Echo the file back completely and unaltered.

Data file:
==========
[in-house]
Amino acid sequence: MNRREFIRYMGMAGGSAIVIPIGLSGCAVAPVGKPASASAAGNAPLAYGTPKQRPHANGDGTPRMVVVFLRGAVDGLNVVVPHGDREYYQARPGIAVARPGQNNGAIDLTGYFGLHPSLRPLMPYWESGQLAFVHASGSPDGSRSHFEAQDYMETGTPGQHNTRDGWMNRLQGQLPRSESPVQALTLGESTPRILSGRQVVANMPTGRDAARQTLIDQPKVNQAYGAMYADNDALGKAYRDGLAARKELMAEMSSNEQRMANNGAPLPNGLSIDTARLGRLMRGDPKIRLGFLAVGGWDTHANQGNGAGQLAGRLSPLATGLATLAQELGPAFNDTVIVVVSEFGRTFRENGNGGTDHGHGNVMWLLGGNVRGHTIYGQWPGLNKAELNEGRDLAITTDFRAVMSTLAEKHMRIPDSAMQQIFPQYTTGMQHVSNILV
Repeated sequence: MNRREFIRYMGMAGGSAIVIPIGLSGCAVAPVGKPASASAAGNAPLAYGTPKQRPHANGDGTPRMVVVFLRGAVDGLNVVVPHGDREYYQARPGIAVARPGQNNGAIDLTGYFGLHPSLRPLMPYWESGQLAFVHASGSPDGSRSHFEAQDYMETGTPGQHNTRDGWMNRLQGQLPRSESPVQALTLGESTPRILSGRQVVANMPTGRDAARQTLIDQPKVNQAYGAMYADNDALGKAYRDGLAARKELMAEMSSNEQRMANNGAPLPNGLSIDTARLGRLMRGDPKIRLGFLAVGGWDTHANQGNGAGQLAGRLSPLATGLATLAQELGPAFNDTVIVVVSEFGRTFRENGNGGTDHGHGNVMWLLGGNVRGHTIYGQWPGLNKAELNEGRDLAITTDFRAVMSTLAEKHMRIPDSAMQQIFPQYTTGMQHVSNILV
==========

[in-house]
Amino acid sequence: MNRREFIRYMGMAGGSAIVIPIGLSGCAVAPVGKPASASAAGNAPLAYGTPKQRPHANGDGTPRMVVVFLRGAVDGLNVVVPHGDREYYQARPGIAVARPGQNNGAIDLTGYFGLHPSLRPLMPYWESGQLAFVHASGSPDGSRSHFEAQDYMETGTPGQHNTRDGWMNRLQGQLPRSESPVQALTLGESTPRILSGRQVVANMPTGRDAARQTLIDQPKVNQAYGAMYADNDALGKAYRDGLAARKELMAEMSSNEQRMANNGAPLPNGLSIDTARLGRLMRGDPKIRLGFLAVGGWDTHANQGNGAGQLAGRLSPLATGLATLAQELGPAFNDTVIVVVSEFGRTFRENGNGGTDHGHGNVMWLLGGNVRGHTIYGQWPGLNKAELNEGRDLAITTDFRAVMSTLAEKHMRIPDSAMQQIFPQYTTGMQHVSNILV
Repeated sequence: MNRREFIRYMGMAGGSAIVIPIGLSGCAVAPVGKPASASAAGNAPLAYGTPKQRPHANGDGTPRMVVVFLRGAVDGLNVVVPHGDREYYQARPGIAVARPGQNNGAIDLTGYFGLHPSLRPLMPYWESGQLAFVHASGSPDGSRSHFEAQDYMETGTPGQHNTRDGWMNRLQGQLPRSESPVQALTLGESTPRILSGRQVVANMPTGRDAARQTLIDQPKVNQAYGAMYADNDALGKAYRDGLAARKELMAEMSSNEQRMANNGAPLPNGLSIDTARLGRLMRGDPKIRLGFLAVGGWDTHANQGNGAGQLAGRLSPLATGLATLAQELGPAFNDTVIVVVSEFGRTFRENGNGGTDHGHGNVMWLLGGNVRGHTIYGQWPGLNKAELNEGRDLAITTDFRAVMSTLAEKHMRIPDSAMQQIFPQYTTGMQHVSNILV